The popularity of her homemade craft items led Natalie 0) Silitch into international business
Natalie Silitch glanced around her Annapolis home, and what did she see?
Fabric strewn over chairs, Christmas ornaments covering tables and a floor filled with pillows shaped like cows.
"All of a sudden I didn't have a home anymore," she says.
What she had instead was a thriving business of "urban country" crafts she moved to an Annapolis office last year.
And a good thing, since her whimsical Christmas designs -- animals, mermaids and angels made from antique buttons, quilts and velvet -- are now sold in stores across the country, including I. Magnin, Conran's and Valley Framing & Fine Art in Baltimore. At noon today, she'll be the guest artist during an open house
at Antiques & Interiors in Annapolis.
"This just totally blows me away," says the former secretary, who declines to give her age.
The company came about years ago after friends clamored to own decorations she made. The mother of three now relies on a staff of 30 to help produce 15,000 ornaments each year.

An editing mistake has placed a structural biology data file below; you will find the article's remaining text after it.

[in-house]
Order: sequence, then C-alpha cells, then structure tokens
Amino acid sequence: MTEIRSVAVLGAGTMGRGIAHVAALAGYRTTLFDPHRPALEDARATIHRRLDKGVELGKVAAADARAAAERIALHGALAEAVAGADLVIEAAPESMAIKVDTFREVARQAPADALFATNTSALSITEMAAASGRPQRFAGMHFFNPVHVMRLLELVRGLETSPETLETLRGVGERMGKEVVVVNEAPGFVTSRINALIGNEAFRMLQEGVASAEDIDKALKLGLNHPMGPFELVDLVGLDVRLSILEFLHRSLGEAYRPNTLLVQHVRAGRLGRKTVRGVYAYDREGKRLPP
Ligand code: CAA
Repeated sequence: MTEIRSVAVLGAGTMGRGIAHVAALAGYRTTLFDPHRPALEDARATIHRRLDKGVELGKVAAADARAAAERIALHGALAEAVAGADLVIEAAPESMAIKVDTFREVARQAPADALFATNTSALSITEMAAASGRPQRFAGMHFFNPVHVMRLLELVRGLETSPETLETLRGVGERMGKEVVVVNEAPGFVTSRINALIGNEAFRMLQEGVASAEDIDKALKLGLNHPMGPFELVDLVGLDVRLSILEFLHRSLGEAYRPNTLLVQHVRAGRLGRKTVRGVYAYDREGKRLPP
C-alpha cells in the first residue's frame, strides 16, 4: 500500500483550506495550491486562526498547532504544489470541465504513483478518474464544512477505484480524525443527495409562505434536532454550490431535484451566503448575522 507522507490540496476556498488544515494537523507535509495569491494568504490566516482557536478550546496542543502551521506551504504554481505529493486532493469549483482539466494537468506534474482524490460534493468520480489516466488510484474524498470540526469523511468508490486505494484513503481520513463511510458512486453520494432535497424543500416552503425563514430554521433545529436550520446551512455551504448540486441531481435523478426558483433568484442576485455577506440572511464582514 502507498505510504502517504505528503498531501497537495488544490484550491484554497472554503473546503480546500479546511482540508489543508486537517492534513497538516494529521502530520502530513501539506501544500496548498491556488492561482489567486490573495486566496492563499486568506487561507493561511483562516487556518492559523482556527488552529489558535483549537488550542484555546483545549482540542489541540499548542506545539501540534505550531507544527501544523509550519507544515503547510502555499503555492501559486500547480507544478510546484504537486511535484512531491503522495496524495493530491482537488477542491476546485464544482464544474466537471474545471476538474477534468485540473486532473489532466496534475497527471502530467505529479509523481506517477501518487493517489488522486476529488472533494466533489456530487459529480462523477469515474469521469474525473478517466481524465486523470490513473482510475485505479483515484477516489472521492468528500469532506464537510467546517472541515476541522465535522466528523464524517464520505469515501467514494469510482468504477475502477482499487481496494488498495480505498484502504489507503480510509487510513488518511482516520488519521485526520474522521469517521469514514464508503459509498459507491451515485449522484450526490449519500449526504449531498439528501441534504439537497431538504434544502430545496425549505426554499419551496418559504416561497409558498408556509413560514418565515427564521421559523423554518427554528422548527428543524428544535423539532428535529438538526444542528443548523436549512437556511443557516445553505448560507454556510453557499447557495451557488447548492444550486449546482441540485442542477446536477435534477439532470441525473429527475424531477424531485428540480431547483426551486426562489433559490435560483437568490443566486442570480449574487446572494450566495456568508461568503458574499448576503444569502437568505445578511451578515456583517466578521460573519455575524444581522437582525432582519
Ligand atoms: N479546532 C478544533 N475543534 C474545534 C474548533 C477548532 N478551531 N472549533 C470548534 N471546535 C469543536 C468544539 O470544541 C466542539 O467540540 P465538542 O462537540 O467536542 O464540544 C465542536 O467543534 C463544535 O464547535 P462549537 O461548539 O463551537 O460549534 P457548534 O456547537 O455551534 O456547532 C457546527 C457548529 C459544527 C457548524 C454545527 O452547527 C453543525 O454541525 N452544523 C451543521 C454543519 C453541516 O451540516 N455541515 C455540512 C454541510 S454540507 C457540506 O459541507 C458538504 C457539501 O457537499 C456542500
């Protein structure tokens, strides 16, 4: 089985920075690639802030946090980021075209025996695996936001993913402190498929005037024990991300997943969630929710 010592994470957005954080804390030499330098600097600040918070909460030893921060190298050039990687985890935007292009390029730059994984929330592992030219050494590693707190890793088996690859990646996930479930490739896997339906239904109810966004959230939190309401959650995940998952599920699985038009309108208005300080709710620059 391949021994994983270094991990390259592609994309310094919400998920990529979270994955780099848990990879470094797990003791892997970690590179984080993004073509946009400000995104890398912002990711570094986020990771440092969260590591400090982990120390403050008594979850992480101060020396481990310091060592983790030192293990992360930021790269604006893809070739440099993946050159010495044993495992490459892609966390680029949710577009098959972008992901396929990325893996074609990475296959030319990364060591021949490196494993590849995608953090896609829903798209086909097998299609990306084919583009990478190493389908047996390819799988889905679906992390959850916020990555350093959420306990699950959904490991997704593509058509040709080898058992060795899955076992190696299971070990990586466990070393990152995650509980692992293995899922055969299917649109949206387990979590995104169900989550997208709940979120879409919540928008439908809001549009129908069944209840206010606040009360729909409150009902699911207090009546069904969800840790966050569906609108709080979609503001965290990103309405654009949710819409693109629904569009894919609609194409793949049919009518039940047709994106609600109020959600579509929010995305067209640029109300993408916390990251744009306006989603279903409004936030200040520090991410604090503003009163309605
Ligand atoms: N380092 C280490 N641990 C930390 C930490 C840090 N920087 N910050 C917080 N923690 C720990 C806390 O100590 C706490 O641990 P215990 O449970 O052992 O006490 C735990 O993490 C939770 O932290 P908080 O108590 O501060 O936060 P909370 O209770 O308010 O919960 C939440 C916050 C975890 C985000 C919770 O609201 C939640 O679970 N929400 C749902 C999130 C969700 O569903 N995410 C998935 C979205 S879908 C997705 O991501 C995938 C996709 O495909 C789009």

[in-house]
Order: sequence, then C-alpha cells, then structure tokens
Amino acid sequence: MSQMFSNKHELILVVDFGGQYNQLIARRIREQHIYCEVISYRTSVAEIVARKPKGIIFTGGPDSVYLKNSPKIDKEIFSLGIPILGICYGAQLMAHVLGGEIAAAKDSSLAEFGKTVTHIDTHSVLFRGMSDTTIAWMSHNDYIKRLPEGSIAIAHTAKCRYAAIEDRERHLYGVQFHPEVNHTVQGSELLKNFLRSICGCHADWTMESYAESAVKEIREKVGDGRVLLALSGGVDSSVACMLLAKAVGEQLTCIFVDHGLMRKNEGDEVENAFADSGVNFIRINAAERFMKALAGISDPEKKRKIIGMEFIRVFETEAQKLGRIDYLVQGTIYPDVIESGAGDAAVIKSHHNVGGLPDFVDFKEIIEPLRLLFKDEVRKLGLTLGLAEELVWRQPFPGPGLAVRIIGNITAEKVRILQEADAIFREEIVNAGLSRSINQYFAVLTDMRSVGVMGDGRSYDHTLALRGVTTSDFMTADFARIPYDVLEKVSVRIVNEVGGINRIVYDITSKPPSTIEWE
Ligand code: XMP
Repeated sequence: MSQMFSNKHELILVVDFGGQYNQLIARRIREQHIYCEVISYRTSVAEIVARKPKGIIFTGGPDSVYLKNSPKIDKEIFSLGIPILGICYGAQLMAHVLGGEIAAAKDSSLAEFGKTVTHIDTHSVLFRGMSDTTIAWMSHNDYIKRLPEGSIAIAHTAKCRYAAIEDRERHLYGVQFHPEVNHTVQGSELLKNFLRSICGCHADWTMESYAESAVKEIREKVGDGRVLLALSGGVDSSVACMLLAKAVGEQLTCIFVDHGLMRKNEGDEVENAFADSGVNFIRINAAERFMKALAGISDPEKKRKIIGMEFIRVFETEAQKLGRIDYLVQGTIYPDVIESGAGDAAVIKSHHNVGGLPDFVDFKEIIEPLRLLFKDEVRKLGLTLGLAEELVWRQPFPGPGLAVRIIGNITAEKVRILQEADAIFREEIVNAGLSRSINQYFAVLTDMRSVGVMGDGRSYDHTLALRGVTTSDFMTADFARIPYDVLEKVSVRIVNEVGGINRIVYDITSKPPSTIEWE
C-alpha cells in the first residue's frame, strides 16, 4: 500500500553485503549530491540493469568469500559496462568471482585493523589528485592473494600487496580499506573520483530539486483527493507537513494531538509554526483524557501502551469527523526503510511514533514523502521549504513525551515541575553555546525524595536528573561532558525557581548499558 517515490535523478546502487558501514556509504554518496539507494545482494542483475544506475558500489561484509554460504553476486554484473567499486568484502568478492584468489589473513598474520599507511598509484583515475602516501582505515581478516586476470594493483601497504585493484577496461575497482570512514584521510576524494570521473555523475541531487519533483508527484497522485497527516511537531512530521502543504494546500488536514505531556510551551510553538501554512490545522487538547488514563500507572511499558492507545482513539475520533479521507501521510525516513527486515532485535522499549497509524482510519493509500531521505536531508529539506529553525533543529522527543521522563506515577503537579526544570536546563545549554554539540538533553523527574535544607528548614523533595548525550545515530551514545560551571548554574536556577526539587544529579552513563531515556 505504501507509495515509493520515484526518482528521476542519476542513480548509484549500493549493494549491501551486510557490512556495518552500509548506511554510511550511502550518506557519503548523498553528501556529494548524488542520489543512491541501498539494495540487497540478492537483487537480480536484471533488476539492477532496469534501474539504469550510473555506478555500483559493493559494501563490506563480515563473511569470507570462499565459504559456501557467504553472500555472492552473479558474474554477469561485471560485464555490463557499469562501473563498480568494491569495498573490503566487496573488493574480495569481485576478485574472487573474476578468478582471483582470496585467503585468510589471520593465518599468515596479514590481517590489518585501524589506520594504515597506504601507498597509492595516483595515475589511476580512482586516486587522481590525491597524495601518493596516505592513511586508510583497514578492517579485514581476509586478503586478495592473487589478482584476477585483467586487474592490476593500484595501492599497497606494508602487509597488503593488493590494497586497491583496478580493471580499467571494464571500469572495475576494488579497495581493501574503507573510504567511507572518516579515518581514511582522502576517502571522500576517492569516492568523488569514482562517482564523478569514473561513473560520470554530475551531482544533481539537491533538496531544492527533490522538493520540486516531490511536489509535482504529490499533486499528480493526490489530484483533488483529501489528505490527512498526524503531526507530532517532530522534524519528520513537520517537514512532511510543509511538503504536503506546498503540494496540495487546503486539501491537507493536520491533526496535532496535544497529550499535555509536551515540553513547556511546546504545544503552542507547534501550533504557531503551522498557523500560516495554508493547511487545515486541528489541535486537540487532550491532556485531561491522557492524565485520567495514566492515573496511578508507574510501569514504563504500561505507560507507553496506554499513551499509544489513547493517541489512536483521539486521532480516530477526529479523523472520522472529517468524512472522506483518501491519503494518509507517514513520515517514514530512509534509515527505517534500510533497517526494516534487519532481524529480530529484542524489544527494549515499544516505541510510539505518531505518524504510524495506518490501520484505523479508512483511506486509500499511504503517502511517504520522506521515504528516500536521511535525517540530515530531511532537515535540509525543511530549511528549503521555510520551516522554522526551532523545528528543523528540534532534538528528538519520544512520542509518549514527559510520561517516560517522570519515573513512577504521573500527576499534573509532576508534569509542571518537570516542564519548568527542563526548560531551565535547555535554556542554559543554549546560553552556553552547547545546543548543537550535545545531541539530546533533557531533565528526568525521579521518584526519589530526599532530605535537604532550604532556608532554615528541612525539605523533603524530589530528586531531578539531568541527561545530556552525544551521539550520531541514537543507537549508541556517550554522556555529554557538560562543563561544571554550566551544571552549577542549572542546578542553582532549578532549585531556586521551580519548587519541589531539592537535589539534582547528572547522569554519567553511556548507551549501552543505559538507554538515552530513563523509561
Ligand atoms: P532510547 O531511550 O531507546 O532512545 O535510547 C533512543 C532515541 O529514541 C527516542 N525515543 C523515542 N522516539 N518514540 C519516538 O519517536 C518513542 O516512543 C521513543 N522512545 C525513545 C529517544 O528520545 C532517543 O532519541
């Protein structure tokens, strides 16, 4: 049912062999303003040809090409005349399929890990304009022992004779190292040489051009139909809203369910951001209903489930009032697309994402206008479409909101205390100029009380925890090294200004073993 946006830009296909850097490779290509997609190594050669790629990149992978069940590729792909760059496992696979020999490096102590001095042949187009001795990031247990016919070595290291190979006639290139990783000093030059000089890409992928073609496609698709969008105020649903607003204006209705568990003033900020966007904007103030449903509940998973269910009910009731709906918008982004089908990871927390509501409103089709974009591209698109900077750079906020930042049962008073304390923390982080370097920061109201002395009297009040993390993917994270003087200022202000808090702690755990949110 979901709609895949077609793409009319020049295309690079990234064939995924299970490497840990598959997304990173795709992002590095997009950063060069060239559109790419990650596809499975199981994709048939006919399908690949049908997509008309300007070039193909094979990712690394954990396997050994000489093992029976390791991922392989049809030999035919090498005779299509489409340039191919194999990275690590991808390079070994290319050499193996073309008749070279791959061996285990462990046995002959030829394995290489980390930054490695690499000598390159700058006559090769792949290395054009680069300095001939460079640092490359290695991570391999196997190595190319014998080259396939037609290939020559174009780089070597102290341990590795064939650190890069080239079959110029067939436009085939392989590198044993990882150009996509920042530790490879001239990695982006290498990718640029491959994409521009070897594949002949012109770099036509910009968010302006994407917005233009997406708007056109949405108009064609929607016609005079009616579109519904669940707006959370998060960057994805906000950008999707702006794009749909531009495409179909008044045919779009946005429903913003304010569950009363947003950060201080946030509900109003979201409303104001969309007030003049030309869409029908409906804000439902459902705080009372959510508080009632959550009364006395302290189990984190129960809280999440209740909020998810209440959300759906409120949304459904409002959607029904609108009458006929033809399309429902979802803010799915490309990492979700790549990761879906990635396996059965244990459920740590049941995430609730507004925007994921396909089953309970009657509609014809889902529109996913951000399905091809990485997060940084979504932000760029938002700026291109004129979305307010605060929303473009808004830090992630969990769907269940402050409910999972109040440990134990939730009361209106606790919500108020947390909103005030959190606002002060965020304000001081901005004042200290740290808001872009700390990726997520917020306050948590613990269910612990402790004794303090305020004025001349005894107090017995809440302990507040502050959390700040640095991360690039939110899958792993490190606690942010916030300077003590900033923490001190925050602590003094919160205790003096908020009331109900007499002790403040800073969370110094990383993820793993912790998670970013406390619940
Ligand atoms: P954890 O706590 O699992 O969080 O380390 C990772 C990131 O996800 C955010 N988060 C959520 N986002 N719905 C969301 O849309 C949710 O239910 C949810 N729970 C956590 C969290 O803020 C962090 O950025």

She was surprised recently when a Paris shop placed an order. "I always thought Paris was too sophisticated for my things," she says. "I have a hard time picturing my fat cows there." Larry Jeter considers it a good sign that people are not only buying merchandise from his new record store, they keep trying to purchase the decor.
But the collection of vintage radios, posters and Victrolas is part of the ambience, not inventory, explains the 37-year-old owner of Dimensions in Music in downtown Baltimore.
Surveying his store -- with its 6,000 compact discs featuring an extensive collection of jazz, pop, r&b and rap -- the music lover and part-time drummer breaks out in a boyish grin.
"To me this is like having my cake and eating it too," he says. "I can't sleep at night because I want to be here."
What's helped distinguish his store from the local record-o-rama has been the listening area. Four compact disc players with earphones allow customers to sit, relax and sample tunes. And although people sometimes line up for the chance to kick back with a new song, he has no plans to limit anyone's time.
"We don't want anyone to be pressured," says Mr. Jeter, who lives in north Baltimore.
His only personal pressure these days comes from long workdays, which keep him from his wife, Donna Gaither, the executive director of the City Commission for Women.
But he figures she knew what she was in for when they married last year. After all, he says, "we met in a jazz club."